Charting the Seasons: A Foreigner’s (semi-true) Guide to Solar Terms in Taipei

Photo Credit: Pintrest

“If you would not be forgotten, as soon as you are dead and rotten, either write things worth reading, or do things worth writing.”

— Ben Franklin, Poor Richard’s Almanac


We have long thought that a great translation project or master’s thesis would be the rendering of the Huangli, also known as the Tung Shing, or Chinese Farmer’s Almanac into English. This and a comparative analysis of the Huangli, specifically with a focus on Solar Terms, and the American Farmer’s Almanac would make for an excellent paper, book, and Smithsonian or National Geographic article. (For those with the language prerequisites or studying linguistics, you are welcome to it). 

What we have complied below in this edition of Pop Rooms Blog is NOT that great translation project. Rather we have sought a more simplified approach that takes the Solar Terms and attempts to put them into a language that the non-mandarin speaking foreigner, and those a few grains short of a 飯團 (rice ball), can understand. Think of it as your broad brush survival guide to the wonderful world of Taipei weather. It’s a Groundhog Day, a “Practically-Destitute Richard’s” predictive masterpiece, and we are very excited to be your forecasters.

Taipei has two seasons: the sweltering humid summer and the chilly damp winter.

An Often Grumbled Expat Sentiment
Charting the Seasons: A Foreigner's (semi-true) Guide to Solar Terms in Taipei 1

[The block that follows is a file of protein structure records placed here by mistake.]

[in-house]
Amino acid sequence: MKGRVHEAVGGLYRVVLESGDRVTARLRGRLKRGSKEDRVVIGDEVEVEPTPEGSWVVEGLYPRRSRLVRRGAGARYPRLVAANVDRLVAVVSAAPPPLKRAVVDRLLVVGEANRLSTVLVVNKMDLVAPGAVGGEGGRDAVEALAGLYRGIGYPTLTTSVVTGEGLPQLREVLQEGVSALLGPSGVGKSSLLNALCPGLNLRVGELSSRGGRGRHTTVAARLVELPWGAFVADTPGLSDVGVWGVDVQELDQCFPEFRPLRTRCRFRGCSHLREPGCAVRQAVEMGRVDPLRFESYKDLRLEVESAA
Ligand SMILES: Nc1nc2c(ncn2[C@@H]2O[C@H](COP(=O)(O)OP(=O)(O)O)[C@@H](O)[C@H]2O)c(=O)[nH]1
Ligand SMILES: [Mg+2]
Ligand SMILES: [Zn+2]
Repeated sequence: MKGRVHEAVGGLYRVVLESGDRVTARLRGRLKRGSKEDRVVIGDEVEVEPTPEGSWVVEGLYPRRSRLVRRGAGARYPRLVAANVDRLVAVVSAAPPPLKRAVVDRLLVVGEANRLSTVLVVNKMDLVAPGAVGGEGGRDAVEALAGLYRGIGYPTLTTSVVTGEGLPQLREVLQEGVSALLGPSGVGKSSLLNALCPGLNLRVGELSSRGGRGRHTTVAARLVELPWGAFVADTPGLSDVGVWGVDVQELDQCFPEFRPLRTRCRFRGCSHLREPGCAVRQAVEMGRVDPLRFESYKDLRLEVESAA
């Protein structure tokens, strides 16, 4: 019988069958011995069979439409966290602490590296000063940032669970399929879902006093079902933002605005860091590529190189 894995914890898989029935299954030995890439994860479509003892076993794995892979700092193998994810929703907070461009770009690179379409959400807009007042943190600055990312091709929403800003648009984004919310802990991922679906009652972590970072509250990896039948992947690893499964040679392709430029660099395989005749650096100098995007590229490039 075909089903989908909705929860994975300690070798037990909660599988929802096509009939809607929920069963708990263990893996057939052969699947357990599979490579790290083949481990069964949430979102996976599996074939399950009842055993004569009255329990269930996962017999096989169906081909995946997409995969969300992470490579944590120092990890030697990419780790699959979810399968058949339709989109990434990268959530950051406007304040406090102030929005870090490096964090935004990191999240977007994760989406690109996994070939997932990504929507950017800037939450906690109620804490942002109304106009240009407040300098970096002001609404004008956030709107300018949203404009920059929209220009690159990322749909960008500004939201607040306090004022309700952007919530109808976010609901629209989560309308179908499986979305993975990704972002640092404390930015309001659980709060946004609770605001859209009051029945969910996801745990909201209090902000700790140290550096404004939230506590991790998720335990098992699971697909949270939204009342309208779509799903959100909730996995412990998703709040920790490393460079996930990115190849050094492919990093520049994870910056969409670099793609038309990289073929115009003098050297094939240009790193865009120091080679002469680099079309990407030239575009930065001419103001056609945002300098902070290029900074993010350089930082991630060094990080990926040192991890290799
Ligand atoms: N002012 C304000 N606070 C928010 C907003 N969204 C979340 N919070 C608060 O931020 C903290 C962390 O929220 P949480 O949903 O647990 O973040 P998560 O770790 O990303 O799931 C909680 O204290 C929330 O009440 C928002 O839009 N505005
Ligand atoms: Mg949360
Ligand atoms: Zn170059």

Photo by Timo Volz on Unsplash

“If the first spring thunder crashes before the Awakening of Insects solar term, there will be abnormal weather that year.” 

A Solar Term proverb that we are assured is well known

What Are Solar Terms?

At their core, Solar terms are a set of 24 points throughout the year that denote a change in season miniature. They are based on a system of astronomical and climactic measurement that goes back millenniums and in turn help guide farming practices, social affairs, and religious ceremonies. They determine when things should be planted and what the weather in the coming months might look like. Solar Terms and their times of year originated in Northern China and so there are numerous local or regional discrepancies but by and large they have remained an unchanged means of forecasting weather in both China and Taiwan. By many estimates there are over 2000 proverbs alongside countless songs and other references related to the Solar Terms in Chinese. Some of them are rather cryptic, while others offer wonderfully good advice or forecasts.

Charting the Seasons: A Foreigner's (semi-true) Guide to Solar Terms in Taipei 2
Photo Credit: Taiwan Panorama
Charting the Seasons: A Foreigner's (semi-true) Guide to Solar Terms in Taipei 3
Photo Credit: China Educational Tour

Understanding Our Interpretations:

Below we have outlined the 24 Solar Terms in terms of date and Chinese and English nomenclature. We have also included our “translation” of what this term often looks like in Taipei at that given time of year. Like most weather reports, we may or may not be correct. As such, take what we have written below with a slight skepticism and bring both your sunscreen and an umbrella with you — just in case. May you come to love (and at times curse) the weather in Taipei as much as we do.